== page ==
Diabetes does not cause varicose veins. However, studies show that diabetes and vein disease together can have a significant impact on your health.
Diabetes causes high blood sugar levels, which can lead to the weakening of the blood vessels. In turn, the venous system is more susceptible to infection. Because blood vessels and veins are prone to inflammation and weakness, there is an increased risk of circulatory issues for those diagnosed with diabetes, including an increased risk for infection.
Varicose veins usually are unsightly, large and rope-like. They often develop in the legs and can be seen from the surface of the skin. But varicose veins also can be deep within the tissues. Some varicose veins can take on the appearance of a red or blue-ish spider web. In addition to their appearance, varicose veins can cause pain, weakness, cramping and other uncomfortable symptoms.
Weight gain can be a result of diabetes and being overweight contributes to the development and advancement of varicose veins. The presence of varicose veins generally indicates inflammation, which places extra stress on the body’s immune and circulatory system. Advanced diabetes might even result in nerve and tissue damage in your legs, where varicose veins are most common.
Because both varicose veins and diabetes negatively impact circulation, the risk of developing life-threatening complications, such as deep vein thrombosis, rises. Another complication of varicose veins is the development of a skin ulcer. If a diabetic develops a skin ulcer due to an untreated varicose vein, the likelihood of a serious infection is higher.
Patients with diabetes and a predisposition to varicose veins should take extra care to reduce their risk as much as possible.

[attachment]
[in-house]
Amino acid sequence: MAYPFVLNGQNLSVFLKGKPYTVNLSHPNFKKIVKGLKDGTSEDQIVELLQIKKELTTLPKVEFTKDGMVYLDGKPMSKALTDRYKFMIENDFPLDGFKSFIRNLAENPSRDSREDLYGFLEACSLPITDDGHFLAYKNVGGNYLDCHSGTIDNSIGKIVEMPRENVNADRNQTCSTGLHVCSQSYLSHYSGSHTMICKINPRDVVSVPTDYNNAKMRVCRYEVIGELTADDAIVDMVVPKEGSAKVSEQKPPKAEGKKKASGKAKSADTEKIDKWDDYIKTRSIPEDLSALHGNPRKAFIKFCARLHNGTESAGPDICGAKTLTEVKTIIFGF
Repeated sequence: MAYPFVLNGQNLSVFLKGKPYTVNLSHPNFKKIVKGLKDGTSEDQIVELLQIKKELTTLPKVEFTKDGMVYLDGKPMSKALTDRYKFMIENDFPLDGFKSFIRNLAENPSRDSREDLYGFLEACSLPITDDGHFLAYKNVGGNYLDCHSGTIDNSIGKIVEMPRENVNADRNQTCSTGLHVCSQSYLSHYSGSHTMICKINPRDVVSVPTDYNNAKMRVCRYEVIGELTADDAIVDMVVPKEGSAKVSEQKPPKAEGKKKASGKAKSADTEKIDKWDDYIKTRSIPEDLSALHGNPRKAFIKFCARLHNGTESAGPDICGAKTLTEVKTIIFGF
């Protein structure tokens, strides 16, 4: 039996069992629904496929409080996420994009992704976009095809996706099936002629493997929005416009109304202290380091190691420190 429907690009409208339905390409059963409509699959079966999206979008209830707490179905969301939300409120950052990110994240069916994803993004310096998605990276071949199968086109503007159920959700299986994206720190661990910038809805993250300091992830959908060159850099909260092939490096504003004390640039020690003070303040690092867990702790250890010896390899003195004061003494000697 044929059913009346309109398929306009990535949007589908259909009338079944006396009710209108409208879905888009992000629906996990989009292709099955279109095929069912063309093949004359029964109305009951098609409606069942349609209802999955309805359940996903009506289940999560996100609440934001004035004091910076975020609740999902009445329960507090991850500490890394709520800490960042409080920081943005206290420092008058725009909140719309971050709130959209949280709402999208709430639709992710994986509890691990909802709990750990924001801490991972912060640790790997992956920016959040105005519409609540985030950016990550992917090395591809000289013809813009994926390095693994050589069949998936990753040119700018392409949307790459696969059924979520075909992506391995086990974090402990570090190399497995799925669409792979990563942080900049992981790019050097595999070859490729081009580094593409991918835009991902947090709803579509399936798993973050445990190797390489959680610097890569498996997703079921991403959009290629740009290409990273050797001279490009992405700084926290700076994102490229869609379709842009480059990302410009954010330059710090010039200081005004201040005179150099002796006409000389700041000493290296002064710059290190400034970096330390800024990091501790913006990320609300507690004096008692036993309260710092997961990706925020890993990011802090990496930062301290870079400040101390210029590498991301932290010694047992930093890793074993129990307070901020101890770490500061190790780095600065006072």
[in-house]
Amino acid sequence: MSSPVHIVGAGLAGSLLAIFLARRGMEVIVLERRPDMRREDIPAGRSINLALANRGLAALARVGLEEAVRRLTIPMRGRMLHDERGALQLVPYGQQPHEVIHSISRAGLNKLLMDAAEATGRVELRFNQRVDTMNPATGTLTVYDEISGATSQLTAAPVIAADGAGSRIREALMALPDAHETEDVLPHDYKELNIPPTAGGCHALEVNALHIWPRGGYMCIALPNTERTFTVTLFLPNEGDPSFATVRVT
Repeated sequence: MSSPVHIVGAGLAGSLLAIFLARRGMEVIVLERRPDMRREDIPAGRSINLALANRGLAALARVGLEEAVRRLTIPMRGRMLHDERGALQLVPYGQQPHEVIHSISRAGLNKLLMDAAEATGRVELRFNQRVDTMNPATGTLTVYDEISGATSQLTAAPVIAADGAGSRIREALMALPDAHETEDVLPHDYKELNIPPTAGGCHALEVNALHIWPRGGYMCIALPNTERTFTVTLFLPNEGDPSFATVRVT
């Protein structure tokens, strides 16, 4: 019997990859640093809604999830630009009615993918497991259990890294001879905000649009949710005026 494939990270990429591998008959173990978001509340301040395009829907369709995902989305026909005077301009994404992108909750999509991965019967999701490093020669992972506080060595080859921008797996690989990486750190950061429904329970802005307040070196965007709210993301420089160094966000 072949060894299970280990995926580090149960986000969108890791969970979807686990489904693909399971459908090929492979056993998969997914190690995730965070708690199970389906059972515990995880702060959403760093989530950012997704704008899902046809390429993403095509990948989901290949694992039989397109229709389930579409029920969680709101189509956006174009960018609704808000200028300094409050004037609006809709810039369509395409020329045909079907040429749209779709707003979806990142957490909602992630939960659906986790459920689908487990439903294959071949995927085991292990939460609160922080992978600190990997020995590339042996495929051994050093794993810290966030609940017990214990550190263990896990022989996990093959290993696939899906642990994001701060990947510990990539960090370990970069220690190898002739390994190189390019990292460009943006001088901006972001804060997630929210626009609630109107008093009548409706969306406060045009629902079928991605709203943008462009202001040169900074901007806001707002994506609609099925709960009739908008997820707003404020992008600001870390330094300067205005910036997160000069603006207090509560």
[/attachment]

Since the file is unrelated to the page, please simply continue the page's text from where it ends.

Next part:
A healthy diet and regular exercise are important components in the treatment and maintenance of both diabetes and varicose veins.
Lifestyle tips for living with varicose veins and diabetes
Eat foods high in fiber
Avoid high sodium foods
Elevate your legs when at rest
Wear loose fitting clothes
Minimize sitting or standing for extended periods
Being a diabetic (Type I or Type II) should not prevent you from being treated for varicose veins.
If you are a diabetic, you need to be proactive when it comes to diagnosing and treating varicose veins. If you notice symptoms of varicose veins in your legs, you need to seek medical treatment as soon as possible. An experienced vein doctor will be able to evaluate your legs, diagnose vein disease and help you treat the problem effectively.
Patients living with diabetes shouldn’t ignore any venous irregularities. Inspect your legs and feet regularly. Be aware of changes in your body that might need medical attention.
A vein specialist can discuss with you a minimally invasive treatment to eliminate your varicose veins. Contemporary treatments are available for varicose veins to be treated quickly and successfully – allowing you to focus on living a healthy, active lifestyle.